Navigation: POP Community Forums New Member Introductions Frustrated

Viewing 3 posts - 1 through 3 (of 3 total)
  • Author
  • #3797

    Hi Everyone! I am a caregiver for my 87 year old deaf father who has lived with me for the past 10 years. Up until Dec ’14 he was very independent, still driving and giving me and my husband some space. Then he suddenly passed out and the whole world changed. After spending 8 weeks in a hospital and skilled nursing unit with Afib and Kidney failure he came home with a sour attitude toward life. It was only his 2nd time in the hospital in his 87 years and he just thought he was dying. He was so stubborn he would not do anything that the Home Health Physical Therapists wanted him to so he remained very weak and loved being waited on hand and foot. After me preaching that he had to get up and Move; he finally started improving slowly; which is great. But it is still ALL about HIM!  He manages to push every button I have to keep me stirred up. Communication is a problem with him not being able to hear me or anyone. So life in our home is not too much fun! I am 63,retired due to a vocal cord tremor and have some other health issues myself, plus still trying to be a good wife, mother and Grandmother to 12 grandchildren. So I have a busy life; however I find myself feeling sad, angry and resentful – which I have never felt so strongly before. I am smart enough to try to find time for myself and get away for a few hours at a time. Even found an assisted living facility close by with respite care which I have taken my father for a total of 2 weeks so far this year for us to have a vacation- even though I can’t do that too many times because it is so expensive. So it is just so frustrating and I truly am at the point I don’t know what else to do. I have always been the good daughter who I have taken care of my invalid mother in the past, and all my grandparents in the past also.  I am the only child so I have to take care of my Dad. My husband and I even took him to the beach and to Mississippi to visit his cousins on 2 separate trips, thinking that would help his attitude.  Which by the time we got back home I could only go cry I was so disappointed due to my frustration with my Dad. It was just terrible. Then I catch myself being ill with him and everyone around me; and I know if I do not take care of myself first I will not be able to take care of everyone else. I am getting to where I am so sad and ill tempered that I take things out on my sweet husband so I know it is time I ask for help. In reading some of the other introductions, I feel that my problem is rather small compared to some of yours. Maybe I can help some of you too. Looking forward to having some new friends that understand what I am going through. Thanks to all of you in advance.   Kaye

    Hi Kaye,
    Thanks so much for sharing your story with us.  One of the hardest things about caregiving is accepting the situation as it is.  We wish we could change our parents attitudes, or they way the respond to situations.  We can sometimes make ourselves physically ill by stressing out over what we perceive needs to changed or fixed.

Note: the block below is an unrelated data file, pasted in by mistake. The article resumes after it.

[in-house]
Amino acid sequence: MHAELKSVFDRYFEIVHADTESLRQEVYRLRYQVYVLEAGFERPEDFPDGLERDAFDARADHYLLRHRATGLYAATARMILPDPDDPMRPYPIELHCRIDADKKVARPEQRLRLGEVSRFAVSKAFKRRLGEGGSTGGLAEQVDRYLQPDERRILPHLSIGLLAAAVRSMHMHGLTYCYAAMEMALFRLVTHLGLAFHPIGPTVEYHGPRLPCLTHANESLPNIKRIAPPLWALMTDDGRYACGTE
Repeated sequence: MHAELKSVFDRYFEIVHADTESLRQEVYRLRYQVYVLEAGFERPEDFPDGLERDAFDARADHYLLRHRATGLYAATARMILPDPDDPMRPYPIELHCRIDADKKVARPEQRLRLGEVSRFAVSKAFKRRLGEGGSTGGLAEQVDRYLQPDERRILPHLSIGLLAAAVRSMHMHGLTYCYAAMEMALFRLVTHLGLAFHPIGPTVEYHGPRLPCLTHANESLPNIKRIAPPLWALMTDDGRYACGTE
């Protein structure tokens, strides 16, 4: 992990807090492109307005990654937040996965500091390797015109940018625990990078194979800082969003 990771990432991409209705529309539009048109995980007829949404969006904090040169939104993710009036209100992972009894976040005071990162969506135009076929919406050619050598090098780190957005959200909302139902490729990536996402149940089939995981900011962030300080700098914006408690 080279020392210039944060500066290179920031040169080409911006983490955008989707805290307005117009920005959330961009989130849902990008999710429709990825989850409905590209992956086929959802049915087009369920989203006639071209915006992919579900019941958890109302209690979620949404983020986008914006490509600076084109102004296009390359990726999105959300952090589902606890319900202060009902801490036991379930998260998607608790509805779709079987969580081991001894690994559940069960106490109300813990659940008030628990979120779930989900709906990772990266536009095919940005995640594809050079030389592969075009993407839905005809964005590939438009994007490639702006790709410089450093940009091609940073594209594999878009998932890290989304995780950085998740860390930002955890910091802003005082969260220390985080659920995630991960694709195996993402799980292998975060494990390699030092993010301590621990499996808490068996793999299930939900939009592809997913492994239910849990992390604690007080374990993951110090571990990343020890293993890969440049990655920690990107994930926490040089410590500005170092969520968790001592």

If you try to accept your dad for the way he is now and not fight or resist what is, you will find more peace and contentment in your life.  Remember to be grateful for things that are going well in your life and focus on all of the positives, try and catch yourself when your thoughts turn negative and bring them back to where they should be.
    Consider checking out our book “Oh My God!, We’re Parenting Our Parents” or getting help from one of our Certified POP Family Coaches.

    Hi Kaye;   Ten years oh my God you are a saint.  I’ve been taking care of my parents at there house for 5 years and I’m ready to strangle them both.  My parents were always strong people;  now those strong personalities are difficult to deal with.   Acceptance does help but it is difficult to change gears.  sorry you don’t have any sisters and brothers.  Any Adult DayCare in your area?  I know its a pain to get them there.  But it would also improve his socialization.  Like you needed someone to talk to is there anyplace he can meet old friends.  They need jobs too.  You unknowingly isolate a person when they have no jobs within the family.  Most people can fold clothes.  Make sure he knows he’s helping you out.  Its more of a pain to get them to do stuff but it gives them a sense of worth.  My Mom has worsening dementia, but she is used to running her house.  So I sit her at the table and let her peel potatoes or carrots.  She takes three times as long as I do, but it gives her a sence of acccomplishment.  Men are tougher especially if they never did a darn thing in the house.  I frequently ask my Dads advice on something.  He’s an engine guy so I ask him how to winterize my lawnmower.  I may have already done it , but I ask.  Don’t isolate him anyone gets very angry, sounds like he has lost his sense of purpose.  Good Luck, you are a saint.


Viewing 3 posts - 1 through 3 (of 3 total)

You must be logged in to reply to this topic. Please login or register to reply.